Cherokee Trail of Tears Beans
This variety was brought by the Cherokees during their journey on the Trail of Tears. Following the Treaty of New Echota, the American government decided to enforce the Indian Removal Act and to strip Native Americans from their land to offer it to white colonizers. Ensued imprisonment and tribe deportation to other territories, to the West of the Mississipi.
Most of the deportees were displaced by boat, but 18,000 of them walked over 3,000 km. They started their journey in October 1838 and arrived to Fort Gibson in March 1839. Thorough the trip, 4,000 died because of winter’s hardships. This is where the name Trail of Tears, or The Trail where they cried, comes form.
Package: 25 seeds
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Latin name : Phaseolus vulgaris var. communis‘ Cherokee Trail of Tears’
Common names : Bean, Pole bean, Dry bean
French : Haricot Trail of Tears, haricot grimpant, haricot vert, haricot sec
Family : Fabaceae
Plant type : Annual
Habit : Climbing
Height : About 1.5 m
Width : Depends on the stake’s width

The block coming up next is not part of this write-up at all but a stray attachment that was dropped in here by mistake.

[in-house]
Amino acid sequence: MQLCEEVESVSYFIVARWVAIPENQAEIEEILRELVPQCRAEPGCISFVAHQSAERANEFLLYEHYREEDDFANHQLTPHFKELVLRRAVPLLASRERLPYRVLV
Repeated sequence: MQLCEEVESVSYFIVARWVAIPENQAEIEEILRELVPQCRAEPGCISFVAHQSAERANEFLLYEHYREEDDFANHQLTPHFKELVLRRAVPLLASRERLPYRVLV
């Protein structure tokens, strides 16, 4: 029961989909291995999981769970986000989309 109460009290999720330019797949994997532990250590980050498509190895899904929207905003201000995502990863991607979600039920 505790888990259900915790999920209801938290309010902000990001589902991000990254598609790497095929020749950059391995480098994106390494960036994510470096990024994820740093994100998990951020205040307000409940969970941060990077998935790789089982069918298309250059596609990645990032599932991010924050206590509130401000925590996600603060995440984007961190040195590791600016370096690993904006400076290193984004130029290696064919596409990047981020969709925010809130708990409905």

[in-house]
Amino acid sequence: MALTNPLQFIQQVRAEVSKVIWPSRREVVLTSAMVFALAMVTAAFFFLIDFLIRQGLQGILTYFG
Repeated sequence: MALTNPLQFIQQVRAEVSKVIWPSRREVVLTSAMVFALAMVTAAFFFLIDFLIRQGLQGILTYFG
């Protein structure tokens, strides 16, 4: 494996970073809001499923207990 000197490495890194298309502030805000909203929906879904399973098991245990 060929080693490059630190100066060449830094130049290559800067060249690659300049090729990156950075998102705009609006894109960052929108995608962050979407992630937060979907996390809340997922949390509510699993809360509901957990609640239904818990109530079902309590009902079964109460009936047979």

Maturity : Early fall
Sowing : Directly outside, after the last frost
Depth : 2-3 cm
Germination : 5 to 10 days
Soil : Any
Exposure : Full sun
Plant spacing : About 8 cm
Row spacing : 75 cm
Watering : Once the seeds have started to germinate, make sure the seedlings receive plenty of water until the first true leaves appear
Care and other considerations : Avoid handling or weeding when the plants are still wet to prevent the spread of diseases.
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It was brought by the first colonizers to New France. From then on, it became a key part of daily meals.
In the 1760s, with the arrival of the potato, the consumption of broad beans decreases all over Quebec except for a few regions. The 'Petite du Lac' variety probably comes from one of this period.
Alphonse Gauthier, former agronomist and horticulture professor at Institut de technologie agricole de La Pocatière, sent 'Petite du Lac' seeds to England (precise location unknown) for analysis. He was told that this cultivar had adapted to the Saguenay region and thus developped its own characteristics, making it stand out from this much bigger relative, the Windsor broad bean.
It is mostly eaten in soups, and brings a lot of energy. It is easy to store for the winter once dry.
Please refer to Potager d'Antan for more informations (in French): https://potagersdantan.com/2011/09/14/la-gourgane-petite-du-lac/
Package: 20 seeds
This bean comes from Romania. It was given to me by an old gardener from a community garden. He emigrated to Canada after the war and brought this bean with him, more than 50 years ago.
He prefers to eat the Fideluta half-dry, as shell beans, when the seeds are still young but already big in size.
Delicious in cassoulet stew.
Pkt : 25 seeds.